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Keratoconus is a vision disorder caused by the clear front part of your eye, the cornea, becoming thin and bulging out like a cone. As a result, patients that suffer from this condition cannot see well with glasses and require rigid gas permeable lenses that make the surface of the cornea spherical. This is a progressive disease and a small percentage of patients end up requiring corneal transplants due to central scarring. Thankfully, in most cases, scleral, hybrid, Rose K or piggyback lenses and/or corneal cross linking can prevent even advance keratoconus from causing severe vision loss.

Scleral Contact Lenses

If you’ve been told in the past that you cannot wear contact lenses because of an irregular cornea or other problems, you may want to get a second opinion and ask your eye doctor about scleral contact lenses.

Scleral contacts are large-diameter gas permeable contact lenses specially designed to vault over the entire corneal surface and rest om the “white” of the eye (sclera). In doing so, scleral lenses functionally replace the irregular cornea with perfectly smooth optical surface to correct vision problems caused by keratoconus and other corneal irregularities.

Also, the space between the cornea and the back surface of a scleral lens acts as a fluid reservoir to provide comfort for people with severe dry eyes who otherwise could not tolerate contact lens wear.

Scleral Contact Lenses for Keratoconus

Many optometrists and ophthalmologists recommend scleral contact lenses for a variety of hard-to-fit eyes, including eyes with keratoconus.

In case of early keratoconus, a standard GP lens may be used. However, if the lens does not center properly on the eye or moves excessively with blinks and causes discomfort, switching to a large-diameter scleral contact lens may solve the problem.

Because scleral lenses are designed to vault the corneal surface and rest on the less sensitive surface of the sclera, these lenses often are more comfortable for a person with keratoconus.

Also, scleral lenses are designed to fit with little or no lens movement during blinks, making them more stable on the eye, compared with traditional corneal gas permeable lenses.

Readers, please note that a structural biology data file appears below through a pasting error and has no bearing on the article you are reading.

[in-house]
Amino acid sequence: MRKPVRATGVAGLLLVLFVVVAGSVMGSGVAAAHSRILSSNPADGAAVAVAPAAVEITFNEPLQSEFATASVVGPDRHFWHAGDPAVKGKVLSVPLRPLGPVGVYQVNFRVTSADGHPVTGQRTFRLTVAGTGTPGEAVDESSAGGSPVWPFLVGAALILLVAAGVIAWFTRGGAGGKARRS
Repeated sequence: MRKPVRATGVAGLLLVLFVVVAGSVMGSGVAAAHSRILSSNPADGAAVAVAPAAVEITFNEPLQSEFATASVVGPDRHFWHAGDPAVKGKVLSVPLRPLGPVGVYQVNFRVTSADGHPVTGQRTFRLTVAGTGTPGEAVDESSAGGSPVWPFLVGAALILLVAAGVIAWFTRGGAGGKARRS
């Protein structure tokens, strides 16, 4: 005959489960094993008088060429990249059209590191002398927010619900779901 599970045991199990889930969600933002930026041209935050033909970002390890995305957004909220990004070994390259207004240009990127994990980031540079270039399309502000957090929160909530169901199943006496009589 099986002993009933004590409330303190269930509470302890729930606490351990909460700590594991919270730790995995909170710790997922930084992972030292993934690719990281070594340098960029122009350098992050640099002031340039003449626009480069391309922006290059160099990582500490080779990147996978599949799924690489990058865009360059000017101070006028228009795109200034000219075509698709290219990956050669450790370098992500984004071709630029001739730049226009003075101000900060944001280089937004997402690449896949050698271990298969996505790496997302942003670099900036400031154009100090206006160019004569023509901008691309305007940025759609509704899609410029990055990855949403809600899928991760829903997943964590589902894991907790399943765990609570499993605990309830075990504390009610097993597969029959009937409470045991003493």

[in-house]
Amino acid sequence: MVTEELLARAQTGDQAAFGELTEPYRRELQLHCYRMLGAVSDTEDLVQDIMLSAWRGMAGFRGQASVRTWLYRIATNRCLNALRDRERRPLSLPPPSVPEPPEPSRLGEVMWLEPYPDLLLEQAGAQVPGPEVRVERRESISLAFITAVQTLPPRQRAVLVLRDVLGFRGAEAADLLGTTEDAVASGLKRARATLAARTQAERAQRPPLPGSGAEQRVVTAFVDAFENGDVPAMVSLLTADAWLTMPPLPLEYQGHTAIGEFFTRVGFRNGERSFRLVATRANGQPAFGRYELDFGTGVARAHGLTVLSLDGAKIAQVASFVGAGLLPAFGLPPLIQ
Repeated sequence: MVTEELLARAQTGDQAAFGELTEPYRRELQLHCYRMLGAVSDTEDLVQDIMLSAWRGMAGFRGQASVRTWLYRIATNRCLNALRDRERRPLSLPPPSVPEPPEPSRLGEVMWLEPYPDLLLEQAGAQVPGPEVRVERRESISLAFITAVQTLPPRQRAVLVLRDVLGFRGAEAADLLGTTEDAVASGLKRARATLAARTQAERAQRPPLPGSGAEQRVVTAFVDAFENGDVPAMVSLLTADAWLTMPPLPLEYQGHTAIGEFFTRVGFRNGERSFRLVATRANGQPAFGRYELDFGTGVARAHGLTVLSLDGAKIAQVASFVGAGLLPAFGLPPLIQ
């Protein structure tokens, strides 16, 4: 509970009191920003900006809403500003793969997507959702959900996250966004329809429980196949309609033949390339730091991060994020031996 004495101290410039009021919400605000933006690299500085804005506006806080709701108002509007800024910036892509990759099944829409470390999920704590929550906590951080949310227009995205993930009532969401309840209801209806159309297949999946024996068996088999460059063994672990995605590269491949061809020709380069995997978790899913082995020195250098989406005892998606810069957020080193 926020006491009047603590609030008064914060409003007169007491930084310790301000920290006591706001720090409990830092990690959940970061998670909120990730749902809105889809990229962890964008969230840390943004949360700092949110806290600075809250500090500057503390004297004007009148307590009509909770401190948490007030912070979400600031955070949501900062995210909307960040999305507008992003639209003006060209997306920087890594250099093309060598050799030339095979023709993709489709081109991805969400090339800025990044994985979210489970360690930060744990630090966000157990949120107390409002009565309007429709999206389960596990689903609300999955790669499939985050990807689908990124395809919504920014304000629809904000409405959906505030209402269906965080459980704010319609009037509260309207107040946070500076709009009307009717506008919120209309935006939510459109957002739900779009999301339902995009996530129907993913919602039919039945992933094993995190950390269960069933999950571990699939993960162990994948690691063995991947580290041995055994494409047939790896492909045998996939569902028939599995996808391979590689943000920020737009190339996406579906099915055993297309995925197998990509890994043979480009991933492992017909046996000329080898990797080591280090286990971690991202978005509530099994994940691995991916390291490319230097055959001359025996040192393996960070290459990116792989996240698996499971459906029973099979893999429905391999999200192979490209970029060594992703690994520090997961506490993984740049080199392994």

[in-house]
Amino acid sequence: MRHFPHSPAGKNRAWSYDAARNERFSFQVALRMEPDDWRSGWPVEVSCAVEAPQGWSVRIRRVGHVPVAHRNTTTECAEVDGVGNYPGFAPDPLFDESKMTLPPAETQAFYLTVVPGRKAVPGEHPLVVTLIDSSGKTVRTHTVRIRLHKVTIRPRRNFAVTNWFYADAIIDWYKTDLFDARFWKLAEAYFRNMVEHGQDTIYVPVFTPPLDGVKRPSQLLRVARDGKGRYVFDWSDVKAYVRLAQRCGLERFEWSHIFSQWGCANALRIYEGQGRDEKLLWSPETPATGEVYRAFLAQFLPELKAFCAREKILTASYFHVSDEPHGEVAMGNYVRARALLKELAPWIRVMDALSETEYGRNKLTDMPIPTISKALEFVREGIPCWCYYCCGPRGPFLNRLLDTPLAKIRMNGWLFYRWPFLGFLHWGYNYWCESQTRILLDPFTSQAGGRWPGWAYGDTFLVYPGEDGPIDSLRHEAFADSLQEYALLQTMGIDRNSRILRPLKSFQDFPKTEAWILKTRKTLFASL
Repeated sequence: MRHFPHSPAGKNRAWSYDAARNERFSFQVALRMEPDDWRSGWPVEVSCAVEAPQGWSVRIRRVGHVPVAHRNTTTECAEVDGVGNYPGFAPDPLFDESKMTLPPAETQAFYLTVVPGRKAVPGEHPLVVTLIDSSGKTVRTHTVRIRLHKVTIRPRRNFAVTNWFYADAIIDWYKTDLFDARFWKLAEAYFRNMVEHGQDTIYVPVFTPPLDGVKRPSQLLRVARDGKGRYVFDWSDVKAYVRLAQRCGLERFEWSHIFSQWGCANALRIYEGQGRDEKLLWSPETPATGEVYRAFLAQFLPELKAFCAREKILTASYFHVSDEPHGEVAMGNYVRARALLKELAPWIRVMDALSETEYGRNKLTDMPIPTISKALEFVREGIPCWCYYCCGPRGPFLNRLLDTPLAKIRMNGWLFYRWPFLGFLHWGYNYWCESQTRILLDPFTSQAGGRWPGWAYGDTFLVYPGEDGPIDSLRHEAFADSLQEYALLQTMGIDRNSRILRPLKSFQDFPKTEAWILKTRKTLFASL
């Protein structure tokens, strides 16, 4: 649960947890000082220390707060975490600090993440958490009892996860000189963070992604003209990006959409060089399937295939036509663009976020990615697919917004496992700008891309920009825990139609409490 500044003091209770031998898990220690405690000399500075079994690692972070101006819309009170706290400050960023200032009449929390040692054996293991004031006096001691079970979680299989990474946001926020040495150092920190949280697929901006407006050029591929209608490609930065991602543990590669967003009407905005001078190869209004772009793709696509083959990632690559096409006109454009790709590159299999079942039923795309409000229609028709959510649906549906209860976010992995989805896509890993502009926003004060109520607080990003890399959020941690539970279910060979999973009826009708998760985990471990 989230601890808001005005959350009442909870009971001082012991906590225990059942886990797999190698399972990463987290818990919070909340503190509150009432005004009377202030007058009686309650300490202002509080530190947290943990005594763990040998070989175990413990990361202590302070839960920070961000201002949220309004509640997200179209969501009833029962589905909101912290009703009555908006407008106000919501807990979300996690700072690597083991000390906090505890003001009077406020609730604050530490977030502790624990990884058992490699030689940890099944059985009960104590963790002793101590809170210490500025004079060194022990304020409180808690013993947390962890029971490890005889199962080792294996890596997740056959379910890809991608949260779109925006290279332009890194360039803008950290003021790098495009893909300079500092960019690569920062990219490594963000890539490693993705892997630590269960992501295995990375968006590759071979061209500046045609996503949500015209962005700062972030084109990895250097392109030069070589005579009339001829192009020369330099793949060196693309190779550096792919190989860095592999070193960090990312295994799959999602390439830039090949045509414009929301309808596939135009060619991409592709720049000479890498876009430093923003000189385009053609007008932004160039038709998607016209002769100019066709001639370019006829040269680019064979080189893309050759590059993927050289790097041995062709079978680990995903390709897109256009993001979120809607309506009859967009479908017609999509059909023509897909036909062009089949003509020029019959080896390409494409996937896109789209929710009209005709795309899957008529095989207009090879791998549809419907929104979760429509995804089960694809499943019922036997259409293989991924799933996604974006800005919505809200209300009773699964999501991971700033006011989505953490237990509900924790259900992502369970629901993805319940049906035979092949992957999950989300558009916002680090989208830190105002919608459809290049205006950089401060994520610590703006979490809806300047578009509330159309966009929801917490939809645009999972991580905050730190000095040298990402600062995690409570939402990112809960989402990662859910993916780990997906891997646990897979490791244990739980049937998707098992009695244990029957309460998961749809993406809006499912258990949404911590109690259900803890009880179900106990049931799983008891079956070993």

Scleral Contact Lenses for Other Eye Problems

In addition to keratoconus, scleral contact lenses can be used for eyes that have undergone a cornea transplant, and for people with severe dry eyes caused by conditions such as Sjogren’s syndrome, graft-versus-host disease (GVHD) and Stevens-Johnson syndrome.

Advances in lens design technology are allowing manufactures to design scleral lenses that can correct more conditions than ever before, including bifocal sclerals for the correction of presbyopia.

Special-Effect Scleral Contacts

Sometimes the term “scleral lenses” (or “sclera lenses”) also is used to describe special-effect contact lenses that dramatically alter the appearance of the wearer’s eye. However, these costume contact lenses (also called theatrical contact lenses, Halloween contacts or gothic lenses) typically are often lenses that bear little resemblance to scleral gas permeable contacts – other that their large diameter to fully mask the cornea. Also, soft theatrical contacts usually are designed for cosmetic purposes only and not for vision correction

Scleral Contact Lens Cost

Scleral contact lenses are custom made for each wearer, so fitting scleral contacts demands greater expertise and more time that fitting standard soft or GP contact lenses.

Often, computerized maps of the curvature of the entire cornea are generated to facilitate the lens fitting, and several trial lenses of different sizes and curvatures may be applied to the eye during the fitting process.

Also, depending on the complexity of the problem and how the individual eye tolerates the scleral lens, adjustments of lens parameters may be needed, which will require additional lenses to be made and exchanged. The entire scleral lens fitting process can take several visits to determine the optimal lens for each eye.

While many individuals who use scleral lenses have worn soft or corneal GP lenses in the past, the process for applying and removing scleral lenses may take some practice. The additional time needed to master this, due to the larger size of the lenses and fluid reservoir under the lenses, needs to be taken into consideration during the fitting process.

For these other reasons, scleral contacts lenses can cost significantly more than standard contacts; in fact, it is not uncommon for scleral contacts to cost three or four times more. While not typical, in cases when complex, highly customized scleral lens is required, cost can be as high as $1000 per eye or more.

Source: All About Vision, Jason Jedicka, O.D.

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